This nifty volcano map is based on a dataset of 10,734 known volcanic eruptions from 1,562 individual volcanoes, going back in time 12,000 years, and was prepared by James R. A. Davenport, a PhD candidate in Astronomy at the University of Washington. Check out his excellent website “If we assume.”
Although “it’s not entirely clear that [Newcomb’s paradox] is well-posed” (see video at 8:11), Professor NJ Wildberger presents an elegant mathematical solution to this probabilistic problem in the video above.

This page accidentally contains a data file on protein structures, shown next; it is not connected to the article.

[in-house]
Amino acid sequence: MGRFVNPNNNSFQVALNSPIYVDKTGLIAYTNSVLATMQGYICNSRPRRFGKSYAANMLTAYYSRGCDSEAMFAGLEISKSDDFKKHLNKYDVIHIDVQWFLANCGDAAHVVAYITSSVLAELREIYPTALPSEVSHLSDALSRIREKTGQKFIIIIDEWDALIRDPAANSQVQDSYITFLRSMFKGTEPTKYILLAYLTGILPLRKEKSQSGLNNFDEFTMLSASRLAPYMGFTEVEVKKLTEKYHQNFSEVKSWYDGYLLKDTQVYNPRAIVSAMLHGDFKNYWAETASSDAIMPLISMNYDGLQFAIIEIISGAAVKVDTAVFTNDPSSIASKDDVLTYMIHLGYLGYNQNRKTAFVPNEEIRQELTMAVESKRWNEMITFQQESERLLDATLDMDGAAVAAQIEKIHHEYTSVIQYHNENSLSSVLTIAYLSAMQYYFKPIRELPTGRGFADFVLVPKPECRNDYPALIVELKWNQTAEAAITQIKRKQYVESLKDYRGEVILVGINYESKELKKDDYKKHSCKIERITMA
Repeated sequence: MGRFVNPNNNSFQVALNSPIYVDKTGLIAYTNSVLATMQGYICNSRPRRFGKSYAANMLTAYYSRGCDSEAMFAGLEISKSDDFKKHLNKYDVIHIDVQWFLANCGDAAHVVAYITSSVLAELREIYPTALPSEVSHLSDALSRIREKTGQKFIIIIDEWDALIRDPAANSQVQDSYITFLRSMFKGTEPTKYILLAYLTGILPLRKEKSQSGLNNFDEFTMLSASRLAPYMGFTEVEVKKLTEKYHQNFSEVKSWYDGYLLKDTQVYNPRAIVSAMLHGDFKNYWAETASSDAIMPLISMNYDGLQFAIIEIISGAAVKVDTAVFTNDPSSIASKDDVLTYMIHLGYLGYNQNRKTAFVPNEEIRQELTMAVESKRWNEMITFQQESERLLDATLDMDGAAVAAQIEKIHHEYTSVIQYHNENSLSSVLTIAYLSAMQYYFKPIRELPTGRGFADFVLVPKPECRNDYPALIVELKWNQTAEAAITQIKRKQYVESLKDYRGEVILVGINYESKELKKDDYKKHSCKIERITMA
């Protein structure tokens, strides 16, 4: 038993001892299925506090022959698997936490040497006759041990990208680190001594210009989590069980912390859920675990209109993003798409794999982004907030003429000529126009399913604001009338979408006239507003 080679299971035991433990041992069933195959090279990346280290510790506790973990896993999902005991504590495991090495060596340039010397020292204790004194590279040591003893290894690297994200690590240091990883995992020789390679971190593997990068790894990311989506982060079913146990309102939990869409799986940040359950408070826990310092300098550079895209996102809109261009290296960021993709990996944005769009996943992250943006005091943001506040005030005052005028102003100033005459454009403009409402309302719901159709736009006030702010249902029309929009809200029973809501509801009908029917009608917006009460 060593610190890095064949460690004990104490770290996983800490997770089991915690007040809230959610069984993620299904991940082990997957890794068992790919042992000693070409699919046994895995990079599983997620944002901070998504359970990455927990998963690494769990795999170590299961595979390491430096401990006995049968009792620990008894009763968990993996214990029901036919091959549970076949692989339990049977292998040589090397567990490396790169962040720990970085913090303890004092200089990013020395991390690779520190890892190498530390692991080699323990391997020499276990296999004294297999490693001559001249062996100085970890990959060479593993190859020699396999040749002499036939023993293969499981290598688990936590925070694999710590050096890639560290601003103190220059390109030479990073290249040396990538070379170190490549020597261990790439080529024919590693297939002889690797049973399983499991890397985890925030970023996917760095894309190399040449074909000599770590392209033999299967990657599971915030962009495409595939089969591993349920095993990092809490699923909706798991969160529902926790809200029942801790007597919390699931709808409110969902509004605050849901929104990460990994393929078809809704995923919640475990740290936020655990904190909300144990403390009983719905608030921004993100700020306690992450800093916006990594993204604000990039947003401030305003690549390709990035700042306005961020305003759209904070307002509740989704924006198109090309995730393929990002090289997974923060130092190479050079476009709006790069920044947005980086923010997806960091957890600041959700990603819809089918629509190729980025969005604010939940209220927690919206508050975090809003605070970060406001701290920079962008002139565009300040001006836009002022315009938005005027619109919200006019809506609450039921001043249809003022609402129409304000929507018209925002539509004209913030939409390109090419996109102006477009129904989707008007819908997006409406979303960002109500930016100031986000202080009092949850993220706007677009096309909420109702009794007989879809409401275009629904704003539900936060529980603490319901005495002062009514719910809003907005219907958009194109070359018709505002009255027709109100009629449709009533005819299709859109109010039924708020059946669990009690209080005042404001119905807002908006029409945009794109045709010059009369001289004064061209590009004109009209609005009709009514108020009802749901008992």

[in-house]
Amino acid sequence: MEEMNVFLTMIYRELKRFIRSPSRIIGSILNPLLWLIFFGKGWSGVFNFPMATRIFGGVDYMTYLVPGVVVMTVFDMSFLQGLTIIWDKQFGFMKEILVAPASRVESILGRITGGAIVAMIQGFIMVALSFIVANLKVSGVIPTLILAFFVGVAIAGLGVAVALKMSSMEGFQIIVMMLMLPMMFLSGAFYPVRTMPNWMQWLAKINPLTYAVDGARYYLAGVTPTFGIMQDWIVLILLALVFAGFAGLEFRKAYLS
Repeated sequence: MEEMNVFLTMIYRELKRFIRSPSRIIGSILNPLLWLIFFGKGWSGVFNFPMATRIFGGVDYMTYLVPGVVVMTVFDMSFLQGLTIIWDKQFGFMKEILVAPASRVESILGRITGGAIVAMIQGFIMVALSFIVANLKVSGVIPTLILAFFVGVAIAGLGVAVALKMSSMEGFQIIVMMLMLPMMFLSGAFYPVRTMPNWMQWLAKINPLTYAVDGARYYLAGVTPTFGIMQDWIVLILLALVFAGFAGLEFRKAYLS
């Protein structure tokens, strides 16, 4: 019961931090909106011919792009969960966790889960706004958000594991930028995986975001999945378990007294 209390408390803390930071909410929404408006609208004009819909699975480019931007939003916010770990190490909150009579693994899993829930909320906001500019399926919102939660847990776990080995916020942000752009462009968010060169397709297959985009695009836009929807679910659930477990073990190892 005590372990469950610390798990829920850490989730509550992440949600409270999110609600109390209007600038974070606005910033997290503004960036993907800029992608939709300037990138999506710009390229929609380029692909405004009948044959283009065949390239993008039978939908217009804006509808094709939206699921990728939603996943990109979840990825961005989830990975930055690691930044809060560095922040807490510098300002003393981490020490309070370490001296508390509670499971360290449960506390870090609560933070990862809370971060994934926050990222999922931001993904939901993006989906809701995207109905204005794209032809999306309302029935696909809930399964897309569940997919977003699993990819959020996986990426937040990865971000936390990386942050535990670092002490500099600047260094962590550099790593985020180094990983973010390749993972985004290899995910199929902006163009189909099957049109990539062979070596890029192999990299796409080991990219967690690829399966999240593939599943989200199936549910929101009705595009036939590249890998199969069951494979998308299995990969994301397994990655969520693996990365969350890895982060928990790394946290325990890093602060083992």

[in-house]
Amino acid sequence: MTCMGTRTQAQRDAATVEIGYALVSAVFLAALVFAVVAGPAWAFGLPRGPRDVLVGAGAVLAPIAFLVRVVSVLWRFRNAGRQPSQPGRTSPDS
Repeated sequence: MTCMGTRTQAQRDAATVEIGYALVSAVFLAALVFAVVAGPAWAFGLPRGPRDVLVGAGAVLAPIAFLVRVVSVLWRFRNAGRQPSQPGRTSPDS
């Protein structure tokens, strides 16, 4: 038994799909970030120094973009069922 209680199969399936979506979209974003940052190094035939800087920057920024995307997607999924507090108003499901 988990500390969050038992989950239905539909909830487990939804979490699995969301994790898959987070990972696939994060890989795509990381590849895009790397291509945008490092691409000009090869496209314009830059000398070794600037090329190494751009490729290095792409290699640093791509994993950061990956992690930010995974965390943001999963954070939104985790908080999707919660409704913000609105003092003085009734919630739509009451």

Is this art or a wasteful prank? Hat tip to Weikardzaena (via reddit) for the pic.
Read more about this little statistical controversy here.
No elections, no problem! Props to Alberto de la Cruz via babalu for the cartoon. Hacia la
victoria viejez siempre!
Posted in Politics
Click on the map for a larger version. Hat tip to BrotherSeamus!
Our latest theoretical paper (“Visualizing Probabilistic Proof” — click on the image above to see our abstract) has just been published in volume 7 of the Wash U Jurisprudence Review, along with an interesting Note by Krista C. McCormack titled “Ethos, Pathos, and Logos: The Benefits of Aristotelian Rhetoric in the Courtroom.” (We can’t find an ungated copy of her paper, but as soon as we do, we will post a link to her thoughtful paper.) Ms McCormack, who helped us edit our proof paper, is a 3L at Wash U Law School. We wish her well!